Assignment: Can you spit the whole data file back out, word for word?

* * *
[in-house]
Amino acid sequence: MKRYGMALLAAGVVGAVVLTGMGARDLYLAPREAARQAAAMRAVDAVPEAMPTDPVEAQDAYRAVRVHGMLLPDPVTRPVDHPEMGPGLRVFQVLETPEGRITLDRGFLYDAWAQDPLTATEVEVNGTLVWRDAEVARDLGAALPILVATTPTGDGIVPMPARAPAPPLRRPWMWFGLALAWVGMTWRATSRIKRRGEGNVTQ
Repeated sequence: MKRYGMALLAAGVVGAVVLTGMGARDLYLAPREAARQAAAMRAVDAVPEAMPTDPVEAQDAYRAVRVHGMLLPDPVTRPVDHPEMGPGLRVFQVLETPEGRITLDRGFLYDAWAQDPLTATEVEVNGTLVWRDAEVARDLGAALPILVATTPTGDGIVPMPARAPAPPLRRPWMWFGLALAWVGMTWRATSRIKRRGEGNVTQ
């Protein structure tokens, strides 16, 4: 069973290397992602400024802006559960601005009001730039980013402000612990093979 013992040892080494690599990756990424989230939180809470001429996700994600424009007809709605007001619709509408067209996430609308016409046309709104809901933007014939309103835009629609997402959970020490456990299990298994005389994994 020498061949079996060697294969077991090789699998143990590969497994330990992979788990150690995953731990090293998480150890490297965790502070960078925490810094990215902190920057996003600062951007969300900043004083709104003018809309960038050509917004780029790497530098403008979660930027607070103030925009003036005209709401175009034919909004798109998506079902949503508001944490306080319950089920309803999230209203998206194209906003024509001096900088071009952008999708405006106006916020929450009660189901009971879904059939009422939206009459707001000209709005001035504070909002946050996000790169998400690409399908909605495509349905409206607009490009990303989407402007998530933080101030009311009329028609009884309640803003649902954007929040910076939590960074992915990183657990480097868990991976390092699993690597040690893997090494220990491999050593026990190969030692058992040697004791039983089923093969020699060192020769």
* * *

[in-house]
Amino acid sequence: MKRYGMALLAAGVVGAVVLTGMGARDLYLAPREAARQAAAMRAVDAVPEAMPTDPVEAQDAYRAVRVHGMLLPDPVTRPVDHPEMGPGLRVFQVLETPEGRITLDRGFLYDAWAQDPLTATEVEVNGTLVWRDAEVARDLGAALPILVATTPTGDGIVPMPARAPAPPLRRPWMWFGLALAWVGMTWRATSRIKRRGEGNVTQ
Repeated sequence: MKRYGMALLAAGVVGAVVLTGMGARDLYLAPREAARQAAAMRAVDAVPEAMPTDPVEAQDAYRAVRVHGMLLPDPVTRPVDHPEMGPGLRVFQVLETPEGRITLDRGFLYDAWAQDPLTATEVEVNGTLVWRDAEVARDLGAALPILVATTPTGDGIVPMPARAPAPPLRRPWMWFGLALAWVGMTWRATSRIKRRGEGNVTQ
């Protein structure tokens, strides 16, 4: 069973290397992602400024802006559960601005009001730039980013402000612990093979 013992040892080494690599990756990424989230939180809470001429996700994600424009007809709605007001619709509408067209996430609308016409046309709104809901933007014939309103835009629609997402959970020490456990299990298994005389994994 020498061949079996060697294969077991090789699998143990590969497994330990992979788990150690995953731990090293998480150890490297965790502070960078925490810094990215902190920057996003600062951007969300900043004083709104003018809309960038050509917004780029790497530098403008979660930027607070103030925009003036005209709401175009034919909004798109998506079902949503508001944490306080319950089920309803999230209203998206194209906003024509001096900088071009952008999708405006106006916020929450009660189901009971879904059939009422939206009459707001000209709005001035504070909002946050996000790169998400690409399908909605495509349905409206607009490009990303989407402007998530933080101030009311009329028609009884309640803003649902954007929040910076939590960074992915990183657990480097868990991976390092699993690597040690893997090494220990491999050593026990190969030692058992040697004791039983089923093969020699060192020769």